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Rome part 2, and Turin.

I’m catching up! By the time we’re home 2 months I may be finished, oops.

Outside the Vatican Museum.

Our last day was split between the Vatican museum and the Borghese Gallery. Earlier in the week we wandered through an Impressionist, Expressionist and Abstract exhibit at the Galleria Nazionale we were getting a lot of art education. I did a little study of Expressionism at High school, and was excited to see original works from some of the artists I had referenced, but I think D wasn’t impressed. D however was impressed by the Raphael rooms at the Vatican.

The Raphael Rooms. Amazingly rich in details.

 The Vatican was extraordinarily busy, full of  people shuffling along eager to see the Sistine chapel. D and I were short of time, but opted to take the ‘long’ way to the chapel, which took us into the Raphael rooms and through some galleries full of Matisse and Dali. Imagine the other tourists missing these wonders! The chapel itself was a bit like the Pantheon- the atmosphere that should have been there was obliterated by sheer number of people. Several guards stood watching, with one bellowing “Silence, No photos please” every time the noise levels crept, or someone was stupid enough to hold a camera within sight of him. It saddened me a bit to see such works displayed like this.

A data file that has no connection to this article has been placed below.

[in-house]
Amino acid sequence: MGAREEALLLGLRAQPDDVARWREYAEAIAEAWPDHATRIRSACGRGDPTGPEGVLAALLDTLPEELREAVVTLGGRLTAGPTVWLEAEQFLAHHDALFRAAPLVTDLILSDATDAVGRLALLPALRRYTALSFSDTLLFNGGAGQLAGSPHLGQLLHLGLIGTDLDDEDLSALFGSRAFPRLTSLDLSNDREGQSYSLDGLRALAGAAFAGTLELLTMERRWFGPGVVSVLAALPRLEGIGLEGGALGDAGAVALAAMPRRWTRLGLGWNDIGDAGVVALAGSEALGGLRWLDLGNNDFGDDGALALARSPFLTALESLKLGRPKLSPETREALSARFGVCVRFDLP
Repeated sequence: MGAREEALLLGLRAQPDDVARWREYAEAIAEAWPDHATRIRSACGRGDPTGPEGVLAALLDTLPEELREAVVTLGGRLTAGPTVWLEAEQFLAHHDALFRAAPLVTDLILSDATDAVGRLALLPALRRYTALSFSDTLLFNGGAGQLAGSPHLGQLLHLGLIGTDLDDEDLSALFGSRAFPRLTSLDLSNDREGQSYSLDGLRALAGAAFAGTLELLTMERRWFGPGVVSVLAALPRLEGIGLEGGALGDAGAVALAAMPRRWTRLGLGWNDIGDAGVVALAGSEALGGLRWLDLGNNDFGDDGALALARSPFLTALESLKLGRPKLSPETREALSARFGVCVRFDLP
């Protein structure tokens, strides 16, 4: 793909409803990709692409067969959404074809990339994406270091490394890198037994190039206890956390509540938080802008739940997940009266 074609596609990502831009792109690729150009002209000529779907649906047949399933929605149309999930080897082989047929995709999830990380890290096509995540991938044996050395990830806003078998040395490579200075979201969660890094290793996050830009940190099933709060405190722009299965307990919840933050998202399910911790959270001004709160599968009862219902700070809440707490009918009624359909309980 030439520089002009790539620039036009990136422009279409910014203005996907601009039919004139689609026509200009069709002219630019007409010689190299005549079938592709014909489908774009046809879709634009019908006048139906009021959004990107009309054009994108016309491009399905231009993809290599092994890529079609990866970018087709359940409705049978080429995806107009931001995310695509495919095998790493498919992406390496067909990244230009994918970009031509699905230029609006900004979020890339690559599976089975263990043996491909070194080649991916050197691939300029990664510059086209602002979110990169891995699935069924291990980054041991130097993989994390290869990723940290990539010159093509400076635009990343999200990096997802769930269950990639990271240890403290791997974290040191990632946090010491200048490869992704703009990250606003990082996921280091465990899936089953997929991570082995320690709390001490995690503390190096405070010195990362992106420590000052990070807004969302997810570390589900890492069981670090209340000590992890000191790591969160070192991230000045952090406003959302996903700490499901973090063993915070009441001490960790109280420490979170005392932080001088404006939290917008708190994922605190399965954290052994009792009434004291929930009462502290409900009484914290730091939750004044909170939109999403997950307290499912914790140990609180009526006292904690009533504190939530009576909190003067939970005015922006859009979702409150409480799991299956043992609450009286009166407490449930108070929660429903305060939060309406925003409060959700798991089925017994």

The best photo I sneaked. Usually i am against breaking the 'no photo rule' but everyone else was doing it...so I figured there was not much left to preserve.

A real mummy from the Egyptian wing.